Free exchange: A lost decade
Governments prevented a second Depression, but left the world vulnerable.
Ten years ago this month, America entered the “Great Recession”.
A decade on, the recession occupies a strange space in public memory.
Its toll was clearly large.
America suffered a cumulative loss of output estimated at nearly $4trn, and its labour markets have yet to recover fully.
But the recession was far less bad than it might have been, thanks to the successful application of lessons from the Depression.
Paradoxically, that success spared governments from enacting bolder reforms of the sort that might make the Great Recession the once-a-century event economists thought such calamities should be.
Good crisis response treats its symptoms; the symptoms of a disease, after all, can kill you.
On that score today's policymakers did far better than those of the 1930s.
Government budgets have become a much larger share of the economy, thanks partly to the rise of the modern social safety net.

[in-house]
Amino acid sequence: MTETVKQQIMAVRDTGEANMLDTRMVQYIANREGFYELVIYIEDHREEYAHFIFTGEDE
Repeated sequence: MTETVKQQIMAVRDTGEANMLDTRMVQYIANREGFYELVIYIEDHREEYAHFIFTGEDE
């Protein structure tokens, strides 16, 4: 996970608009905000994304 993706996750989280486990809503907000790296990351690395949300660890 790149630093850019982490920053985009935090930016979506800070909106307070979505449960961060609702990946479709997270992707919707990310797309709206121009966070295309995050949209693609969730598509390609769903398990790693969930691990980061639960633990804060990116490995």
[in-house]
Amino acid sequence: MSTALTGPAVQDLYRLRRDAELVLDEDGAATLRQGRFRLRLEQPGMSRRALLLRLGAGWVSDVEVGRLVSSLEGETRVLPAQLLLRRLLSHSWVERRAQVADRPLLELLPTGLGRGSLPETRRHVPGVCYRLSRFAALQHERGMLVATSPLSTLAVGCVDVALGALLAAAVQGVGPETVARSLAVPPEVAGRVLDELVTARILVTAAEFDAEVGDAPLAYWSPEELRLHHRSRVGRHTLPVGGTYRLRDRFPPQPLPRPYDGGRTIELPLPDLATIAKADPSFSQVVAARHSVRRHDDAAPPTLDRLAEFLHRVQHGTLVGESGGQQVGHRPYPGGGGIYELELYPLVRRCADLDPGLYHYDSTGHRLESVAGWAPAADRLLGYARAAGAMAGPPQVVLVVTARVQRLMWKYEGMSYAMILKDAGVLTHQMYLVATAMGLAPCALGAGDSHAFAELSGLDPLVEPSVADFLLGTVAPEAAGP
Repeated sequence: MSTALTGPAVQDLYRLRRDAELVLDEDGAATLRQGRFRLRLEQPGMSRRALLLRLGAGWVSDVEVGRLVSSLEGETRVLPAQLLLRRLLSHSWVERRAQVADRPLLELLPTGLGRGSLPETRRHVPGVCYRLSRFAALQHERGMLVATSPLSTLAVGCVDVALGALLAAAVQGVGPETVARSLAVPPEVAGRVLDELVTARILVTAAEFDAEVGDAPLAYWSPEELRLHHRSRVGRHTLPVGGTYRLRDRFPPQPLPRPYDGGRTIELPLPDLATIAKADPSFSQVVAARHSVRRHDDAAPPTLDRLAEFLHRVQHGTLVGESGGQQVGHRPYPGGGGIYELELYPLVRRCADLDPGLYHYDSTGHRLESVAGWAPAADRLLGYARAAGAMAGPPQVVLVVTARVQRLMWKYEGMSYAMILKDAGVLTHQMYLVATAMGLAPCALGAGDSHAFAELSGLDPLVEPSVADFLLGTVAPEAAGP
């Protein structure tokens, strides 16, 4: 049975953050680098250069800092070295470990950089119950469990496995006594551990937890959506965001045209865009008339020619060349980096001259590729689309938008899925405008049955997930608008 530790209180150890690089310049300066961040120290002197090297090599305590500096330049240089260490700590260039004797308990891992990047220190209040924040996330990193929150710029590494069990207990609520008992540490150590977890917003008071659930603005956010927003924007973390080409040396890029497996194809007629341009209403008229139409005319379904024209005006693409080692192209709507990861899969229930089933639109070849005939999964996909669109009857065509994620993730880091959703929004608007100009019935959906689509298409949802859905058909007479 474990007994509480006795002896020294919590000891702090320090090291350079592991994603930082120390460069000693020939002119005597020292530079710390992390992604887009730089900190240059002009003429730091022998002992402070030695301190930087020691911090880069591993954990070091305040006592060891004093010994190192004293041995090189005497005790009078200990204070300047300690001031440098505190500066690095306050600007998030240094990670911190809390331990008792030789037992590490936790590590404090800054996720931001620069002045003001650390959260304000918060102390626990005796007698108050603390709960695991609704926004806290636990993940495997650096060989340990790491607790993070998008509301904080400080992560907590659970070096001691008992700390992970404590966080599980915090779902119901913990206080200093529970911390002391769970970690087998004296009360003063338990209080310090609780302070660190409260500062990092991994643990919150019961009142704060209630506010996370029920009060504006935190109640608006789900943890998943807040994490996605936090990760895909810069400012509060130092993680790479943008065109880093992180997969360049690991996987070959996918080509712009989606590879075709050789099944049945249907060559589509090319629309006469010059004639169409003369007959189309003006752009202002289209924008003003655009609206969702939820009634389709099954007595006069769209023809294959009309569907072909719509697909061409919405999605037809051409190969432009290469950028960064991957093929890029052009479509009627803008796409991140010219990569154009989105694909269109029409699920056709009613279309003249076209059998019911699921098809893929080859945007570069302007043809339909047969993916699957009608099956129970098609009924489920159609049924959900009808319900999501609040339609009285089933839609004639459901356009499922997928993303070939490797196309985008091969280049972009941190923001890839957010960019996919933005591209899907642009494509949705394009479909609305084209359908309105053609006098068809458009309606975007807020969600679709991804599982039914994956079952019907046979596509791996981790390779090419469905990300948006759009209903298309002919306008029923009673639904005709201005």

Consequently, public borrowing and spending on benefits did far more to stabilise the economy than they did during the Depression.
Policymakers stepped in to prevent the extraordinary collapse in prices and incomes experienced in the 1930s.
They also kept banking panics from spreading, which would have amplified the pain of the downturn.
Though unpopular, the decision to bail out the financial system prevented the implosion of the global economy.
But the success of those policies, and the relatively bearable recession that resulted, allowed governments to avoid more dramatic interventions of the sort which, after the 1930s, gave the world half a century of (relative) economic calm.